Sunday, 16 October 2011
For no apparent reason this thought came to me as I was out driving: "I've played guitar with the Jeff Beck group and sung with the Nolan Sisters". How diverse is that? So. how did these two, poles apart situations come about? Well, firstly producer Wayne Bickerton picked up on one of my songs and wanted to put it out on his label, State Records. He really liked the demo and asked who was playing on it. I informed him it was just two people. My mate Paul Smith on drums and me doing everything else. So Wayne says, "OK, you come and play guitar on the track and I'll pull in a bunch of session people". Vocals on the release were to be Mick Whitaker but it also ended up with Chris Farlow singing it (I met him at the studio a few months later) You can hear both these versions by clicking here. So the sessions took place with Waynes session guys and I showed them all the parts - it sounded a lot like the demo only more polished of course. When I returned to the North East Keith Satchfield (of Fist) asked me about the sessions. I said there was some guy called Simon Philips on drums and a bass player with an unusual name. Keith said "was his name  Mo Foster". Ahah. I said that's it. Keith looked a little stunned for a moment and then declared "F*** me, you've only been playing with the Jeff Beck band (Mo and Simon far right in pic below) So on to the other part of the story. In 1985 I took part in an event to support the Bradford Football Fire Disaster Appeal. The gig took place at St Georges Hall, Bradford and featured the likes of Smokey, Kiki Dee, Motorhead, Colin Blunstone and of course the Nolan Sisters. I played keyboards with John Verity's band. John had organised the gig. Top of the Bill was Gerry Marsdon (he of the Pacemakers). There was a big jam session towards the end and I distinctly  remember trading keyboard licks with Rod Argent. Jim Rodford and Bob Henrit, respectively bass player and drummer with the Kinks were keen to do a couple of Kinks tunes in the jam so we obliged with "You Really Got Me" - no problem. Next came "All The Day and All of The Night". The main riff was easy enough to busk but nobody was quite sure of the chords to the bit "The only time I feel all right is by your side" so it kind of fell apart there with just bass and drums really knowing it. The funniest bit for me was when we were doing a blues jam. I looked to the assembled guitarists  on stage and noticed they were playing in the key of G (by the chord shapes their hands were making) and so I joined in, also in the key of G (naturally). A few moments later I glanced at Worzel of Motorhead and spotted he was playing in the key of A, blissfully unaware he was the only person doing so!  Incidentally this was the gig credited with re-uniting Smokie but that was almost short lived when their drummer Pete Spencer fell backwards off the drum podium and injured himself. Luckily, as well as multiple guitarists we were sporting two drummers (Paul Smith) at the time and so the beat went on. And finally; my singing debut with the Nolans. The last act was Gerry Marsden and the last number was the anthem for the appeal "You'll Never Walk Alone". Everybody got up and sang this one. There were loads of us so we clustered in groups around several mics. I clustered with the Nolans and that, dear readers is who I got to sing with the Nolans. Sadly there is no picture of this event but I do have the programme (below) strangely the Nolans are not mentioned on it - a strange oversight. ≈ Click to Enlarge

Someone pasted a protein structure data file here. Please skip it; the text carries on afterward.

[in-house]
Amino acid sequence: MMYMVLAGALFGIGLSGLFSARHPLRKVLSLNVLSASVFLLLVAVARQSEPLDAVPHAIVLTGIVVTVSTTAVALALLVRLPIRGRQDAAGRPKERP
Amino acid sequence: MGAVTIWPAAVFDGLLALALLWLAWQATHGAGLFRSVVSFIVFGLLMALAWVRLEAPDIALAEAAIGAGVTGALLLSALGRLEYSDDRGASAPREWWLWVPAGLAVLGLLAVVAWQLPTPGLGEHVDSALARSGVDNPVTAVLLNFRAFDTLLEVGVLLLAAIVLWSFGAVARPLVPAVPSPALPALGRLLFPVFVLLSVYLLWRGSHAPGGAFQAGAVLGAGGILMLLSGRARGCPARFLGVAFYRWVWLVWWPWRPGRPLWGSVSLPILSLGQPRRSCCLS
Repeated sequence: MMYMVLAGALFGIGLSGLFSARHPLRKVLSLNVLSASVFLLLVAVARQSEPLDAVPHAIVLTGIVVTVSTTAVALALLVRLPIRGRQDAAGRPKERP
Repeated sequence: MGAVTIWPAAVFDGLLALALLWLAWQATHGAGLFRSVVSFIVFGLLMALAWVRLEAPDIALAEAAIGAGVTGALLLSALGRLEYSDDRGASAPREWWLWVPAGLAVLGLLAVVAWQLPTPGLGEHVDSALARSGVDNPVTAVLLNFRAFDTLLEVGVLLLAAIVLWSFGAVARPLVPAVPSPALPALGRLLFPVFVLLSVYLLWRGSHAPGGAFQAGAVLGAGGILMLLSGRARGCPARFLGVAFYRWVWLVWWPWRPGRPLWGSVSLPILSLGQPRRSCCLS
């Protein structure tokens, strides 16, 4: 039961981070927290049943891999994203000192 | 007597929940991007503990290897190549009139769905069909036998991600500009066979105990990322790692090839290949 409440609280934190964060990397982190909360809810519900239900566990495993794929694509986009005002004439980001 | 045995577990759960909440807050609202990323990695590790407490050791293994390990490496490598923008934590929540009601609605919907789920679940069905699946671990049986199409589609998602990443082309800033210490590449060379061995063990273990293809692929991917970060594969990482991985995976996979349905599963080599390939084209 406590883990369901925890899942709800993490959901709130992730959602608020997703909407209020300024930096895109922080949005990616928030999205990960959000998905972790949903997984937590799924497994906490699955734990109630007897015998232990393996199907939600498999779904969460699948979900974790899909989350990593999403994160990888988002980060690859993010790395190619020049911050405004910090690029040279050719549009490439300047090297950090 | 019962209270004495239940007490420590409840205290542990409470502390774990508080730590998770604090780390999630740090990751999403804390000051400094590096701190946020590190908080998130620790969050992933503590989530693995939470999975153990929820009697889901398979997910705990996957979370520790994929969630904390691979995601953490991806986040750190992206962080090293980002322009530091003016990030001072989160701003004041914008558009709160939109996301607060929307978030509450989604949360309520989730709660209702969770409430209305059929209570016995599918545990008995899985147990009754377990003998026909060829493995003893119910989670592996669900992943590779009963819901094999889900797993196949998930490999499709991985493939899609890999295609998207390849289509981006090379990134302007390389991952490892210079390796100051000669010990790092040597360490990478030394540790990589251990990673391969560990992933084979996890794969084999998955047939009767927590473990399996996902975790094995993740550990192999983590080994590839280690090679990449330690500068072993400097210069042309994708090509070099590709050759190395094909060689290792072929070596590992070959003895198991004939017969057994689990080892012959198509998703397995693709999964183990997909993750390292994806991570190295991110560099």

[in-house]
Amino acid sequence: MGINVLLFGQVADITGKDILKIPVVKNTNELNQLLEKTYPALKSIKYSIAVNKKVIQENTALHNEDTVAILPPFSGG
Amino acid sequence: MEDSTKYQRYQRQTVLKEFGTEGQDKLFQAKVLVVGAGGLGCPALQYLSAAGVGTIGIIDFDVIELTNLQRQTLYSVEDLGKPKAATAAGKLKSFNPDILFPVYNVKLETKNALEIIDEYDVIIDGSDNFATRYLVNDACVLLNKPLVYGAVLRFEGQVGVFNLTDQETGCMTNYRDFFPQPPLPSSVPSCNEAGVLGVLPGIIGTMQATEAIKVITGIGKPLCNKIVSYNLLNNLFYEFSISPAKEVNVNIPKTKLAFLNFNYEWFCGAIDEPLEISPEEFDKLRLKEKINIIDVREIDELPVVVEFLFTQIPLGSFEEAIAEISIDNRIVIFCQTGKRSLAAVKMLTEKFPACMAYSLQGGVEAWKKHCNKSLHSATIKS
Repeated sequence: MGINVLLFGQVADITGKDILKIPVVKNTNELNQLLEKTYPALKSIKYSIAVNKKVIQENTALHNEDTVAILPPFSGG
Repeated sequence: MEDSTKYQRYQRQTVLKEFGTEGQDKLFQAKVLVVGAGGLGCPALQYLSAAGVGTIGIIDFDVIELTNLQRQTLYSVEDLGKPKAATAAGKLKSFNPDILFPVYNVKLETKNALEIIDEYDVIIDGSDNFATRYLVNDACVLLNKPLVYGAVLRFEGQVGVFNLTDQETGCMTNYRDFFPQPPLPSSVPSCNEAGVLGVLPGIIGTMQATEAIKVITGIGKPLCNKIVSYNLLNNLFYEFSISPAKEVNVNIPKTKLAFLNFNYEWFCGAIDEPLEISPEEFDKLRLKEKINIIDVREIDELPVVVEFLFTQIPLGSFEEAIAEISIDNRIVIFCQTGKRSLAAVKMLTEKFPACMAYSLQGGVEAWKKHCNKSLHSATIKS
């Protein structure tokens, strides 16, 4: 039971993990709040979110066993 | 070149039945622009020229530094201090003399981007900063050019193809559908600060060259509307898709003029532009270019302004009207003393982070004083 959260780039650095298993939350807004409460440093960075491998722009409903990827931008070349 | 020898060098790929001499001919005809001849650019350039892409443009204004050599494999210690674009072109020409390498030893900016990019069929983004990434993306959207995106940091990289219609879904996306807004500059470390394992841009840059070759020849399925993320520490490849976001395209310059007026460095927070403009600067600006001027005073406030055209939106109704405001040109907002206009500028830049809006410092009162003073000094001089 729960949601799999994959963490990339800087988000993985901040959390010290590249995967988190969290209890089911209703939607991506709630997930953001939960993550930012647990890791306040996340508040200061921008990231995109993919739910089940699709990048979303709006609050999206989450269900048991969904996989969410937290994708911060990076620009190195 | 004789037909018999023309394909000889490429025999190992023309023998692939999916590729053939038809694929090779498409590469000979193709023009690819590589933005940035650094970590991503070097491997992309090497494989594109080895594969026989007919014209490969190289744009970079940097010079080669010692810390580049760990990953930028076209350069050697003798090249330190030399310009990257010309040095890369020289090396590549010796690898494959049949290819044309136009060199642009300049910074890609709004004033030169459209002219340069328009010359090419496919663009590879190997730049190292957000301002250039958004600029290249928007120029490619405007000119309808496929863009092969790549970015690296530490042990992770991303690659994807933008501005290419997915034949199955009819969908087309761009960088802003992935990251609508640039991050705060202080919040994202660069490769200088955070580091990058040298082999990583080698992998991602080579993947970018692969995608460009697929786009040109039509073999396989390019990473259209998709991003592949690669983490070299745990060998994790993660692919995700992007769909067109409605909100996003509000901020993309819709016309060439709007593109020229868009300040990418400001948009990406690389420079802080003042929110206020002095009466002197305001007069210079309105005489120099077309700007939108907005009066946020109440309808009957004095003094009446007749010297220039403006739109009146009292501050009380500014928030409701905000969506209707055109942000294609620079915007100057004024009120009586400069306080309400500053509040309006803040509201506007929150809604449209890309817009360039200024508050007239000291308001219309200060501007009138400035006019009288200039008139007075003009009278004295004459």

Tuesday, 11 October 2011
Charlie Crane
I met Charlie Crane mid to late 80's when I was earning a living as a songwriter. I had just come to the end of a contract with MCA Music and Charlie had just left employment as a publisher (can't remember - maybe it was ABC Music) I was looking for a new publisher and he was looking for some action. I can't remember how we met but we hung out for a while. To be honest I had kinda fallen out with MCA as they fired my main man, Pete Waterman leaving me without a mentor.

I stayed at Charlie's house a couple of times and met his wife and kids. I recall a moment when Charlie caught me dealing from the bottom of the deck in a card game. I was playing with his six year old son at the time.

I remember hearing somewhere that Charlie was a one time member of a band called the "Crying Shames" but I did not pay this much attention as I was more concerned with my own career. Eventually Charlie got the gig with MCA music which put an end to us working together since I had just left them. I guess I should have stayed in touch and got him to work my back catalogue but I was more concerned with the future. I got a publishing deal with DJM through Gus Dudgeon and concentrated on that, losing touch with Charlie.

Just yesterday evening Charlie came to mind so I thought I would Google him. I vaguely recall hearing he had died so I didn't expect to find him on Facebook. I did find him though. Made me think how great the web is that I could learn more about his story that I selfishly paid scant attention to. Through YouTube I was able hear him sing and realising that the record was produced by the legendary Joe Meek, I really wished I had got into conversation about this. This web page - tells the story of the "Crying Shames" very well and in the YouTube below you can hear Charlie sing. He was a nice unassuming guy and I wish that I had kept in touch but our paths crossed briefly and we went our own ways - such is life.